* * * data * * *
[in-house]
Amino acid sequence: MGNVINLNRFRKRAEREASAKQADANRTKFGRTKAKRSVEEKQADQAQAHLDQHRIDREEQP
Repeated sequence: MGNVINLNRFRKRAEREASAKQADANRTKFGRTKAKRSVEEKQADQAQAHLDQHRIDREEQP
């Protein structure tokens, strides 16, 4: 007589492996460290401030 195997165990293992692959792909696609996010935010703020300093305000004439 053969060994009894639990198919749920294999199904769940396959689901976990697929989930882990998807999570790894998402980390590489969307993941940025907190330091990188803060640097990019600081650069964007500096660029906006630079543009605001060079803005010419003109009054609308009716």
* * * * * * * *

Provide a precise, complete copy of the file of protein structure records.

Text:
[in-house]
Amino acid sequence: MGNVINLNRFRKRAEREASAKQADANRTKFGRTKAKRSVEEKQADQAQAHLDQHRIDREEQP
Repeated sequence: MGNVINLNRFRKRAEREASAKQADANRTKFGRTKAKRSVEEKQADQAQAHLDQHRIDREEQP
């Protein structure tokens, strides 16, 4: 007589492996460290401030 195997165990293992692959792909696609996010935010703020300093305000004439 053969060994009894639990198919749920294999199904769940396959689901976990697929989930882990998807999570790894998402980390590489969307993941940025907190330091990188803060640097990019600081650069964007500096660029906006630079543009605001060079803005010419003109009054609308009716």